BGSU Firelands Professor Examines Cleveland Indians Logo

Huron, Ohio – As summer fades into fall, the Cleveland Indians are battling to regain the American League title and hopefully a World Series championship too; however, Bowling Green State University Firelands College’s associate professor of sociology Tim Jurkovac has been researching a completely different kind of battle in Cleveland.

Born and raised in Northern Ohio, Jurkovac is an avid fan and follower of the Cleveland Indians and baseball in general; but more recently he has taken interest in the Cleveland Indians’ utilization of Native American imagery and the controversy surrounding the issue.

“The Cleveland Indians remain one of the few professional sports franchises to appropriate Native American imagery,” said Jurkovac in reference to the Chief Wahoo logo.

As a child, Jurkovac felt Chief Wahoo was just silly, but now he understands the implications are far more serious.

“Many believe Chief Wahoo is offensive and it trivializes the culture and experiences of Native Americans,” said Jurkovac who often incorporates baseball themes into his popular Sociology of Sports course.

According to Jurkovac, both the team name and Chief Wahoo continue to elicit protest from Native American groups and professional organizations such as the American Sociological Association and the American Psychological Association, but little has changed beyond the minimalist solution of occasionally replacing Chief Wahoo on the hats in favor of the Block C.

In a release last year, team officials said,” We are very cognizant and sensitive to both sides of the conversation — our fans’ deep, long-lasting attachment to the memories associated with Chief Wahoo and those who are opposed to its use.”

Jurkovac believes the team remains on the wrong side of this ongoing debate.

While team officials at times seem to be apathetic to the issue, community response to the debate varies greatly with passionate supports on both sides.  Protestors can often be found outside the stadium on game days, however, Jurkovac points out that sales of merchandise with the Chief Wahoo logo surpass sales of merchandise with the Block C or other images.

Jurkovac believes there is a feasible solution and he presented his research this summer at the 29th Annual Cooperstown Symposium on Baseball and American Culture in New York.  His research, titled Symbols Matter: It’s Time for the Cleveland Indians to Retire the Franchise Name and Logo, was well accepted.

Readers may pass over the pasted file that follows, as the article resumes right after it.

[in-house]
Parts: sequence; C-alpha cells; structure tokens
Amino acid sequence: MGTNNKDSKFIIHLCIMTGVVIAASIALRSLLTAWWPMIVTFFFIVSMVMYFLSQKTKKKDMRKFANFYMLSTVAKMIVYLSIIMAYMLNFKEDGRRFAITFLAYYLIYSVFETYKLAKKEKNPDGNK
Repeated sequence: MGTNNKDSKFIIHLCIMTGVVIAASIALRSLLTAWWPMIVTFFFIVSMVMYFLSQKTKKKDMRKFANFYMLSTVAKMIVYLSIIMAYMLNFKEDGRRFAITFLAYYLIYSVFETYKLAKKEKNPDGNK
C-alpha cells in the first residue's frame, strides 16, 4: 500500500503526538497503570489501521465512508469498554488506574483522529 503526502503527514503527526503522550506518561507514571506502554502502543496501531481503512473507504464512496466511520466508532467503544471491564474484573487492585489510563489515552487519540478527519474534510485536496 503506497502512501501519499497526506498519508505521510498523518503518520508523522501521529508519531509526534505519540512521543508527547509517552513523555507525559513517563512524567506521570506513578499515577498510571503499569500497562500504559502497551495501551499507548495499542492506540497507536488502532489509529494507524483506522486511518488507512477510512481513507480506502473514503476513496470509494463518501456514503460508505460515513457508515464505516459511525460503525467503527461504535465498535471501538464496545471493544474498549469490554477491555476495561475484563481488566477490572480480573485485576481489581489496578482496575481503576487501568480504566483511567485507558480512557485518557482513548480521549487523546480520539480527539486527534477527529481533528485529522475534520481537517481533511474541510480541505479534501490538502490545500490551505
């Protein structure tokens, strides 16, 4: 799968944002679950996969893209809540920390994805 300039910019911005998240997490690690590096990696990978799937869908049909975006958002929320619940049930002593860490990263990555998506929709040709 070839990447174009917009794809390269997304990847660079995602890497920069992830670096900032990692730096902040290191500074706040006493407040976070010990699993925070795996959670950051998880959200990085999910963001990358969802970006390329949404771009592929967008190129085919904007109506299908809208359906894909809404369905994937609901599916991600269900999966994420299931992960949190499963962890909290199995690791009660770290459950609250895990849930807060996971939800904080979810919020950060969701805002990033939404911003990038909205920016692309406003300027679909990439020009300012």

The Symposium is widely accepted as the most prestigious conference in the nation on the subject matter and this marks Jurkovac’s second presentation at the conference.  In 2012 he attended the Symposium to share his research paper Celebrating Nostalgia, Legalizing Extortion and Subsidizing Greed: The Hegemony of the Retro Ballpark, which shed a revealing light onto the sinister side of the construction of new ballparks.

Within his current research, Jurkovac compares the events which transpired in 2016 at the Standing Rock Reservation in North Dakota to underscore his position on the use of Chief Wahoo by the Cleveland Indians.

“What linked a summer of celebration in Cleveland to one of confrontation in the Dakota badlands was a convergence of cultural appropriation and racial disenfranchisement that were by no means mutually exclusive.  Each narrative illustrates the ongoing assault on native peoples over the past four centuries, a brutal history of colonialization, broken treaties, disease and war that the team and the country continue to ignore,” said Jurkovac.

Jurkovac believes past debates on the topic have done little to offer solutions; however, he presents one which he believes would satisfy both sides of the debate.

“The franchise can opt to no longer align themselves with social injustice while still preserving their history by changing the franchise name to the Cleveland Tribe and permanently retiring Chief Wahoo in favor or the current Block C,” said Jurkovac.

According to Jurkovac, fans, media and the baseball community already acknowledge this name and make use of it when referencing the team (e.g., “It’s Tribe time!”).

While acknowledging that this may not be the ideal solution, Jurkovac believes his beloved Cleveland Indians could become a mechanism of hope and change rather than perpetuating centuries old social injustices.

“Perhaps, just perhaps, a resolution such as this could help launch in some meaningful way a more sincere and thoughtful discourse about the substantive issues of systemic poverty, alienation and injustice still rampant in countless Native American communities,” said Jurkovac.

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BGSU Firelands is a regional campus and one of eight colleges of Bowling Green State University.  Offering 14 associate degrees, eight complete bachelor’s degrees, and a variety of one-year certificate programs and training opportunities, BGSU Firelands puts education within reach for all community members.  Located in Huron, Ohio, the scenic regional campus offers the advantages of a personalized education with the resources of a much-larger university.

Ballot Issues Information Forum at BGSU Firelands

Huron, Ohio – In advance of the November elections, Bowling Green State University Firelands College will host an information forum on Ohio Ballot Issues #1 and #2 on Monday, Sept. 25 at 7 p.m. in the Cedar Point Center at the Huron campus.

Issue #1 is a proposal on rights for crime victims.  Support for the Issue will be presented by Kevin Baxter, Erie County prosecutor, and Sheriff Paul Sigsworth from Erie County.  Information will also be provided on opposition to the Issue.

Issue #2 is a proposal to require state agencies to not pay more for prescription drugs than the federal Department of Veterans Affairs and require state payment of attorney fees and expenses to specific individuals for defense of the law.

The Issue #2 discussion will feature Dale Butland, spokesman for Ohioans Against Deceptive RX Ballot Issue, and Dennis Willard, spokesman for Yes on Issue 2.

The evening will be moderated by Lee McLaird, a current member of the State Board of Directors of the League of Women Voters of Ohio and past president of the League of Women Voters of Bowling Green.